Plaintiff in DeKalb County Sheriff’s Office sexual harassment lawsuit: ‘I was in survival mode’

Deputy Warden of Security Keith Eutsey, left, and Warden Bruce Chatman walk to the execution chamber along rows of barbed wire at the Georgia Diagnostic and Classification Prison, Tuesday, Dec. 1, 2015, in Jackson, Ga. (AP Photo/David Goldman)

On the Tuesday edition of “Closer Look,” attorney James Radford and client Ebony Boswell discuss a federal sexual harassment lawsuit against the DeKalb County Sheriff’s Office and Sheriff Melody Maddox alleging the department ignored reports of sexual harassment of female staff by inmates.

The lawsuit, filed weeks ago in the name of current and former correctional officers and techs, alleges continued unsafe working conditions within the jail under the purview of Maddox.

As the case has progressed, the firm has been contacted by several former employees interested in pursuing litigation. Six plaintiffs are currently named in the lawsuit. 

“Title VII of the Civil Rights Act is the federal law that prohibits discrimination in employment. That includes discrimination on the basis of sex — which includes the maintenance of a sexually hostile working environment for employees,” Radford said. “The gist of our complaint is that the female staff at the jail were not protected by the sheriff’s office and the command staff.”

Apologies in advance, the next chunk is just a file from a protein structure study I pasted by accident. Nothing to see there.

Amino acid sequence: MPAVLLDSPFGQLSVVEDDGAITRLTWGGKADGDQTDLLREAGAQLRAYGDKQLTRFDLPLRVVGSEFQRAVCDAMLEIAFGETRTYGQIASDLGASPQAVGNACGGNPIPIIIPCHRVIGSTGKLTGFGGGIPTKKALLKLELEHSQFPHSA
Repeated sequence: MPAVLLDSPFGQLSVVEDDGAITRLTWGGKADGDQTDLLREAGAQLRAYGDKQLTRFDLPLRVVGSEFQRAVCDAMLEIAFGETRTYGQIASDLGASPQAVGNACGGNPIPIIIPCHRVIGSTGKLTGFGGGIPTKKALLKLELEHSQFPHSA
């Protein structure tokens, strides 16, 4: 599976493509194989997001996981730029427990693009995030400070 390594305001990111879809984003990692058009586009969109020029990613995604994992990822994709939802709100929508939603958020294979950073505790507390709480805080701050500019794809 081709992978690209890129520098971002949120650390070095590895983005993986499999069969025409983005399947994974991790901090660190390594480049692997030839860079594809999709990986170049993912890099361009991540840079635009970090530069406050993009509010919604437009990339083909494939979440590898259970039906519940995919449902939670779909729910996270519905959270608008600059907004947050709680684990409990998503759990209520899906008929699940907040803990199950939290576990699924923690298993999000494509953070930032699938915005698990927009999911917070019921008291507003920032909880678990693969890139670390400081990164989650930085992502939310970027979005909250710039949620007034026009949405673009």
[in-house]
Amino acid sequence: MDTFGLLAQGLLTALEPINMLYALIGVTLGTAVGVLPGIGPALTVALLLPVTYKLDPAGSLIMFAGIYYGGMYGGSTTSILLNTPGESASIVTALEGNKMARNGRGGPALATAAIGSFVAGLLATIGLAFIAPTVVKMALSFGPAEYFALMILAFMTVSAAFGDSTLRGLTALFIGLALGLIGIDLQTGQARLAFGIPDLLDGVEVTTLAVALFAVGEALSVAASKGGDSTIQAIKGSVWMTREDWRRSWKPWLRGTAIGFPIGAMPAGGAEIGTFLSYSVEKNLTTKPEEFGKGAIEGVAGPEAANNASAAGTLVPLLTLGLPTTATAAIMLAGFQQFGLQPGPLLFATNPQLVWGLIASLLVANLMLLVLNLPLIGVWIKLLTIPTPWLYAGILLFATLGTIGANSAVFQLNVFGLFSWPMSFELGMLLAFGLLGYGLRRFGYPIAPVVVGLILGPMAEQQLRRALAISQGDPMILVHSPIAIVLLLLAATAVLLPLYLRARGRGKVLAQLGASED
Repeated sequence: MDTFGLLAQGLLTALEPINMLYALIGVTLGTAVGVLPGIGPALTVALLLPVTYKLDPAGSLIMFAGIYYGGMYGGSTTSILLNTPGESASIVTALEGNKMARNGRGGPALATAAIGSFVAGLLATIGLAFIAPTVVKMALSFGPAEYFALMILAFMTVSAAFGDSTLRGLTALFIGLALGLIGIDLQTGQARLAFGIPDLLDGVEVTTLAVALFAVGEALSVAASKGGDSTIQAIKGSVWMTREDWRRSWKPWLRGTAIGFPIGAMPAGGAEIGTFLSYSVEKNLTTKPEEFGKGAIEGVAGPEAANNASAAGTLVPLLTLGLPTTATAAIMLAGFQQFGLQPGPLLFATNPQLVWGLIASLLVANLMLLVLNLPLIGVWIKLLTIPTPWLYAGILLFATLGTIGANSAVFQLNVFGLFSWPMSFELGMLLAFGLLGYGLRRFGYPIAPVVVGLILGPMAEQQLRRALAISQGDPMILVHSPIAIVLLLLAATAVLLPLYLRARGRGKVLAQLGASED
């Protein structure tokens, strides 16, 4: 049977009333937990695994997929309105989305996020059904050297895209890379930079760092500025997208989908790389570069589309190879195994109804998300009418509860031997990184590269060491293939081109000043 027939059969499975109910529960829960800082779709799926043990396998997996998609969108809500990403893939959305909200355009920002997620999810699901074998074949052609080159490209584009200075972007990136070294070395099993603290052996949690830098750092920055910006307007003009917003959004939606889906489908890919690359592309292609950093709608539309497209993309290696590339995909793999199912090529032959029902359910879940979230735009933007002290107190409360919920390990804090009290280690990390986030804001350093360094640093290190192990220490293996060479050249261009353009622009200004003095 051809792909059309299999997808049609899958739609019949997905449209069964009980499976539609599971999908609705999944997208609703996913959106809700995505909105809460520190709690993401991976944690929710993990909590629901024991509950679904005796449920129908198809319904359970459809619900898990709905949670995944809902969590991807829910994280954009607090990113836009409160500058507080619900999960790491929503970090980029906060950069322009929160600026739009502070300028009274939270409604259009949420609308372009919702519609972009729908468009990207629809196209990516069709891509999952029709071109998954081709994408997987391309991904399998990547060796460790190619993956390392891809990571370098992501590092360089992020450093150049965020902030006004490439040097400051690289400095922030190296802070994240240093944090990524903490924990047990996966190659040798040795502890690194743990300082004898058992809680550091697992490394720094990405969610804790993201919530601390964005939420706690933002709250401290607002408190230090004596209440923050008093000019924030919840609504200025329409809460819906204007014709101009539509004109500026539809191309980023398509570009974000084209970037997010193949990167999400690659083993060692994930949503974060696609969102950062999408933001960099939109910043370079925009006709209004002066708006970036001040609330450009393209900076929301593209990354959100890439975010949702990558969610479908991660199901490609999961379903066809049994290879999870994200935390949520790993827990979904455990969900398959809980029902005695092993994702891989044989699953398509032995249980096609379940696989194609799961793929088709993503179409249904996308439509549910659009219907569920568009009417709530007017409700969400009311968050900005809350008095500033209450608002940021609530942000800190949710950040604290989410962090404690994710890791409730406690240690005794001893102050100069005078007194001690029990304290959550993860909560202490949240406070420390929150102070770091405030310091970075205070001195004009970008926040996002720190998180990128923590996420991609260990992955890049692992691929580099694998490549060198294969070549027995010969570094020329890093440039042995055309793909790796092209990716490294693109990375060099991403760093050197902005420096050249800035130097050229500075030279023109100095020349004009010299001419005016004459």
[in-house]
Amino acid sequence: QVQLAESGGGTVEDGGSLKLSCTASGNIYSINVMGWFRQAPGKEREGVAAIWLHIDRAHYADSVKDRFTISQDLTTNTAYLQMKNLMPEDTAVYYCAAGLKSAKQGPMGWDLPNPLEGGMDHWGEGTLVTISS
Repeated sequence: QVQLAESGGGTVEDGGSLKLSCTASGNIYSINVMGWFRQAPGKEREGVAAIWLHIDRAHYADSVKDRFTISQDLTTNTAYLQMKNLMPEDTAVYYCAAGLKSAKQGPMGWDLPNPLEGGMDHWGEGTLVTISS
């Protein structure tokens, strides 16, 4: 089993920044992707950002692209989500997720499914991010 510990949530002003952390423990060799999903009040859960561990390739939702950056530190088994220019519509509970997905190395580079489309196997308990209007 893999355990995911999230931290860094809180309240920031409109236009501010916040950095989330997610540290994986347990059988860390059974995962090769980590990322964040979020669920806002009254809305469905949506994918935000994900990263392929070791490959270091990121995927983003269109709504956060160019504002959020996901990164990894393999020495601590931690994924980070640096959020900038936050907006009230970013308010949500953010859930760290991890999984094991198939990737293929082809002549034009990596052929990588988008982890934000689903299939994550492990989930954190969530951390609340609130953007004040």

Inmates openly harassed female staff in the prison. Boswell — employed by the DeKalb County Sheriff’s Office since 2005 — described a growing culture of fear and danger among the mostly female staff. Boswell and other staff voiced their concerns to prison supervisors, who they say did not carry out significant action surrounding the environment.

“I didn’t want to go to work. I didn’t want to go into the pods. I didn’t want to do anything because I was afraid of being snatched or hurt or sexually assaulted,” Boswell said.

Boswell was subjected to taunting and pointed sexual harassment by inmates due to supervisor inaction. 

She continued, “I was in a survival mode when I clocked in and when I went home. I was in survival mode. I did what I had to do to do my job efficiently and safely as well as not putting myself in harm’s way. I loved my job. I love doing what I do … [but] my peace of mind is worth more than a paycheck.”

The DeKalb County Sheriff’s Office declined to comment on the pending litigation.